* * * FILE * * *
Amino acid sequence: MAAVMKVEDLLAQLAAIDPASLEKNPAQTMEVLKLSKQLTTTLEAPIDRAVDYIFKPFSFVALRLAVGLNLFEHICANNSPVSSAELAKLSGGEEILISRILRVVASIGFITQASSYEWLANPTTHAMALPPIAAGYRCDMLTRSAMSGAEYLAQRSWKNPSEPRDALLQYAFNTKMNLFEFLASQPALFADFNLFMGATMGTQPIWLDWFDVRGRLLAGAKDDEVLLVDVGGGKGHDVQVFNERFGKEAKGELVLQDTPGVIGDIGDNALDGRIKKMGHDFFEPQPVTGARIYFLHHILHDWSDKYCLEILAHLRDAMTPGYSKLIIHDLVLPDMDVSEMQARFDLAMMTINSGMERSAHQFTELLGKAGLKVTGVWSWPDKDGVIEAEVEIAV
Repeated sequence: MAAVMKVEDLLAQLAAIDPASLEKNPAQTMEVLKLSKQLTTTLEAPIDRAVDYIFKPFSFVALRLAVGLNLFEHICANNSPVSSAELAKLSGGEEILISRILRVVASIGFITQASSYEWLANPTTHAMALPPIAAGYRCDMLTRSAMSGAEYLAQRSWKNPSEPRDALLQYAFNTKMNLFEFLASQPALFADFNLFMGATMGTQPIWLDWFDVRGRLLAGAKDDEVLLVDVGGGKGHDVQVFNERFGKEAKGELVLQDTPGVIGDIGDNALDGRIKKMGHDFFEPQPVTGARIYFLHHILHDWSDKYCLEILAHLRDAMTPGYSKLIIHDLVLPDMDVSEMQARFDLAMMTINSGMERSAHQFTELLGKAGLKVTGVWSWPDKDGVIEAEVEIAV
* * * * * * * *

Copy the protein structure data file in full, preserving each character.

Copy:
Amino acid sequence: MAAVMKVEDLLAQLAAIDPASLEKNPAQTMEVLKLSKQLTTTLEAPIDRAVDYIFKPFSFVALRLAVGLNLFEHICANNSPVSSAELAKLSGGEEILISRILRVVASIGFITQASSYEWLANPTTHAMALPPIAAGYRCDMLTRSAMSGAEYLAQRSWKNPSEPRDALLQYAFNTKMNLFEFLASQPALFADFNLFMGATMGTQPIWLDWFDVRGRLLAGAKDDEVLLVDVGGGKGHDVQVFNERFGKEAKGELVLQDTPGVIGDIGDNALDGRIKKMGHDFFEPQPVTGARIYFLHHILHDWSDKYCLEILAHLRDAMTPGYSKLIIHDLVLPDMDVSEMQARFDLAMMTINSGMERSAHQFTELLGKAGLKVTGVWSWPDKDGVIEAEVEIAV
Repeated sequence: MAAVMKVEDLLAQLAAIDPASLEKNPAQTMEVLKLSKQLTTTLEAPIDRAVDYIFKPFSFVALRLAVGLNLFEHICANNSPVSSAELAKLSGGEEILISRILRVVASIGFITQASSYEWLANPTTHAMALPPIAAGYRCDMLTRSAMSGAEYLAQRSWKNPSEPRDALLQYAFNTKMNLFEFLASQPALFADFNLFMGATMGTQPIWLDWFDVRGRLLAGAKDDEVLLVDVGGGKGHDVQVFNERFGKEAKGELVLQDTPGVIGDIGDNALDGRIKKMGHDFFEPQPVTGARIYFLHHILHDWSDKYCLEILAHLRDAMTPGYSKLIIHDLVLPDMDVSEMQARFDLAMMTINSGMERSAHQFTELLGKAGLKVTGVWSWPDKDGVIEAEVEIAV